Ever since reading a delightful study guide on Ludwig Wittgenstein (Introducing Wittgenstein by John Heaton and Judy Groves (N.Y.: Totem Books, 1997), having found the philosopher's works impenetrable, I have longed for a stage play or film script that made Wittgenstein accessible and, indeed, interesting. Derek Jarman's Wittgenstein, really a kind of cinematic stage play, using whatever is available because imprisoned by a minimalist budget, is not all I'd hoped, but it almost is.
Jarman was strapped for budgetary funds through much if not most of his directing career (he'd always been a superb actor), forcing him to obey an aged adage that lack of financial means forces one to plumb one's artistic resources to accomplish the most with the very least. This was his penultimate film per se; he died of complications from AIDS soon after shooting it. He portrays Wittgenstein as "'Mad' Ludwig," a complex, contrary person at odds with students, fellow faculty members, and, eventually, Bertrand Russell, and a tormented genius confused by his homosexuality and quick to react negatively when misunderstood.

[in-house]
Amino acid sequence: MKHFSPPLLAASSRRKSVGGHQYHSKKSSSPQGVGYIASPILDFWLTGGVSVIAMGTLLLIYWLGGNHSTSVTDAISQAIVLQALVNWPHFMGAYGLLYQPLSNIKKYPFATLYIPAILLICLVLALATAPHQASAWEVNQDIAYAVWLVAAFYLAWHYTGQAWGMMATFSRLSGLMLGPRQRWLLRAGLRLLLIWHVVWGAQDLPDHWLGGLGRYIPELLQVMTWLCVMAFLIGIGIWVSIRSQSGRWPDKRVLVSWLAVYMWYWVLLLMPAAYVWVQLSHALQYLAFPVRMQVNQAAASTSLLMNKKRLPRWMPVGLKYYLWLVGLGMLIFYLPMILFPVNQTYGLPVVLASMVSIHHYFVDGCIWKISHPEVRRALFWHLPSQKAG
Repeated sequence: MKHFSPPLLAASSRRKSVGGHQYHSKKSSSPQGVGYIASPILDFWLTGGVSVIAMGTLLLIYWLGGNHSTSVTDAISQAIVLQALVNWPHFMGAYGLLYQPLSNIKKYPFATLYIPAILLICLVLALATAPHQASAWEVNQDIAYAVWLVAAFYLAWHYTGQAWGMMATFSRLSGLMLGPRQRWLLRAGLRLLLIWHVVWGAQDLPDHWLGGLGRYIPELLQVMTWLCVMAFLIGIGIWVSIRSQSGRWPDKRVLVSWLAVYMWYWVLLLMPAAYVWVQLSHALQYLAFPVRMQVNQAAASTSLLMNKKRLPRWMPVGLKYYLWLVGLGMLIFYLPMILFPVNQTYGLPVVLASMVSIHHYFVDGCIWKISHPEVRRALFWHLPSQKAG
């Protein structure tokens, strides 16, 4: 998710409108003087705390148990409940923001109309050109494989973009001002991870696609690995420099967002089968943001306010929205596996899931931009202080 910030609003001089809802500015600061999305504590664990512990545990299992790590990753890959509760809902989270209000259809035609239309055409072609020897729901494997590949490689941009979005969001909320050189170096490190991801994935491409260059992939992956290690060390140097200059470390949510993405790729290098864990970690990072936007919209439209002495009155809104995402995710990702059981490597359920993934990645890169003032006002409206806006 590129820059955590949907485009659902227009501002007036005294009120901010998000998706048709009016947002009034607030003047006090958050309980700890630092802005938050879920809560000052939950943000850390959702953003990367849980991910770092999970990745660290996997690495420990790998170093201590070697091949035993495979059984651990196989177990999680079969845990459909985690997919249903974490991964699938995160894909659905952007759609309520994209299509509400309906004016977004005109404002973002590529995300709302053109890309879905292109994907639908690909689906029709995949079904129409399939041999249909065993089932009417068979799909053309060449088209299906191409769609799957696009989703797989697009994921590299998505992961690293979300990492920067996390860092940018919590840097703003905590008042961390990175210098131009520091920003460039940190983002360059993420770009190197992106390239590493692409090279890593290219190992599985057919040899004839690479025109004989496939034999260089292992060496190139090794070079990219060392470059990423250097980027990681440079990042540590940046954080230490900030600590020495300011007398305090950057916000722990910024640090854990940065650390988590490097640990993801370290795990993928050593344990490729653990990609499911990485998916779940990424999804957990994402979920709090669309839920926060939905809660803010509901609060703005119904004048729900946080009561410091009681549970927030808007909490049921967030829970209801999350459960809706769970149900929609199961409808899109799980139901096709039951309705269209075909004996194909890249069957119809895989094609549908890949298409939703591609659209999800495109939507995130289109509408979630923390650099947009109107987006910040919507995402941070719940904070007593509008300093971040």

His basic philosophical premise would appear to have been that philosophy is unecessary. "There are no philosophical issues," he argued. "We only disagree because of language. We don't understand language." He must have read Korzybski, who reminded us, "The map is not the territory."